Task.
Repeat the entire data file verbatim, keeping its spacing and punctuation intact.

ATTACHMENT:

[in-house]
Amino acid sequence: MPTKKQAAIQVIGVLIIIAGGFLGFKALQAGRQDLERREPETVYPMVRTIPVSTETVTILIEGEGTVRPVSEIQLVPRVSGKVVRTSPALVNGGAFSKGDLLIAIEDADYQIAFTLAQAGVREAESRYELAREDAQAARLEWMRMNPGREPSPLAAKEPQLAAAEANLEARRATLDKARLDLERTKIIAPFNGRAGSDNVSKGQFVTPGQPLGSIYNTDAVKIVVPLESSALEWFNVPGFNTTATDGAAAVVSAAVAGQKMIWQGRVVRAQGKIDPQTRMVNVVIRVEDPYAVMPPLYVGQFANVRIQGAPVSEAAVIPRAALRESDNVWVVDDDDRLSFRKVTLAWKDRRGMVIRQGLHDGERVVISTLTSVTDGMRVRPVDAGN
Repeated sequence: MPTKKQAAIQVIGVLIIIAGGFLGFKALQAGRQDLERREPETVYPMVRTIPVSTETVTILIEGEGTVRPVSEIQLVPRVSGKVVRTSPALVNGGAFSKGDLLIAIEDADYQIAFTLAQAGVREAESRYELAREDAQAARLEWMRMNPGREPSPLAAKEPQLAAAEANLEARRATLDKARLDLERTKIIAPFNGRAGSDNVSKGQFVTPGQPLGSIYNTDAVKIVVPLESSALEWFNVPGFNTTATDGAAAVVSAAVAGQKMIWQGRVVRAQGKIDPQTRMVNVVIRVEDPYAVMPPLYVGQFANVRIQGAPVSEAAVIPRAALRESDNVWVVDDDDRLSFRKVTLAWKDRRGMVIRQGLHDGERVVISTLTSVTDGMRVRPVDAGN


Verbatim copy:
[in-house]
Amino acid sequence: MPTKKQAAIQVIGVLIIIAGGFLGFKALQAGRQDLERREPETVYPMVRTIPVSTETVTILIEGEGTVRPVSEIQLVPRVSGKVVRTSPALVNGGAFSKGDLLIAIEDADYQIAFTLAQAGVREAESRYELAREDAQAARLEWMRMNPGREPSPLAAKEPQLAAAEANLEARRATLDKARLDLERTKIIAPFNGRAGSDNVSKGQFVTPGQPLGSIYNTDAVKIVVPLESSALEWFNVPGFNTTATDGAAAVVSAAVAGQKMIWQGRVVRAQGKIDPQTRMVNVVIRVEDPYAVMPPLYVGQFANVRIQGAPVSEAAVIPRAALRESDNVWVVDDDDRLSFRKVTLAWKDRRGMVIRQGLHDGERVVISTLTSVTDGMRVRPVDAGN
Repeated sequence: MPTKKQAAIQVIGVLIIIAGGFLGFKALQAGRQDLERREPETVYPMVRTIPVSTETVTILIEGEGTVRPVSEIQLVPRVSGKVVRTSPALVNGGAFSKGDLLIAIEDADYQIAFTLAQAGVREAESRYELAREDAQAARLEWMRMNPGREPSPLAAKEPQLAAAEANLEARRATLDKARLDLERTKIIAPFNGRAGSDNVSKGQFVTPGQPLGSIYNTDAVKIVVPLESSALEWFNVPGFNTTATDGAAAVVSAAVAGQKMIWQGRVVRAQGKIDPQTRMVNVVIRVEDPYAVMPPLYVGQFANVRIQGAPVSEAAVIPRAALRESDNVWVVDDDDRLSFRKVTLAWKDRRGMVIRQGLHDGERVVISTLTSVTDGMRVRPVDAGN